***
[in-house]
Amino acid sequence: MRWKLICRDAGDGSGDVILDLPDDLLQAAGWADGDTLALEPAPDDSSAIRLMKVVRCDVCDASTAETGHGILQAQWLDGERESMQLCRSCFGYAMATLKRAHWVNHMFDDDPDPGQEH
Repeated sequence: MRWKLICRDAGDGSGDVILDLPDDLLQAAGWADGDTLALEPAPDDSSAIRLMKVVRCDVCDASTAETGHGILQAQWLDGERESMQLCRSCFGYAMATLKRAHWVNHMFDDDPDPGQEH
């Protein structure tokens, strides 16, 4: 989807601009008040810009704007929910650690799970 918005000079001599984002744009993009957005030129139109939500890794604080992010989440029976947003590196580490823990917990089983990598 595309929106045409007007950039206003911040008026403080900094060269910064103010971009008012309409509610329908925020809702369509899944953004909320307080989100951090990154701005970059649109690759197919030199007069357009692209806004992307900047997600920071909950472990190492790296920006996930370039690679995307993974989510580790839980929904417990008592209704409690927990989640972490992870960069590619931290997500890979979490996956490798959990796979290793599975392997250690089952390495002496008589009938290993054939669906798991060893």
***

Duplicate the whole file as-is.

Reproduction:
[in-house]
Amino acid sequence: MRWKLICRDAGDGSGDVILDLPDDLLQAAGWADGDTLALEPAPDDSSAIRLMKVVRCDVCDASTAETGHGILQAQWLDGERESMQLCRSCFGYAMATLKRAHWVNHMFDDDPDPGQEH
Repeated sequence: MRWKLICRDAGDGSGDVILDLPDDLLQAAGWADGDTLALEPAPDDSSAIRLMKVVRCDVCDASTAETGHGILQAQWLDGERESMQLCRSCFGYAMATLKRAHWVNHMFDDDPDPGQEH
């Protein structure tokens, strides 16, 4: 989807601009008040810009704007929910650690799970 918005000079001599984002744009993009957005030129139109939500890794604080992010989440029976947003590196580490823990917990089983990598 595309929106045409007007950039206003911040008026403080900094060269910064103010971009008012309409509610329908925020809702369509899944953004909320307080989100951090990154701005970059649109690759197919030199007069357009692209806004992307900047997600920071909950472990190492790296920006996930370039690679995307993974989510580790839980929904417990008592209704409690927990989640972490992870960069590619931290997500890979979490996956490798959990796979290793599975392997250690089952390495002496008589009938290993054939669906798991060893």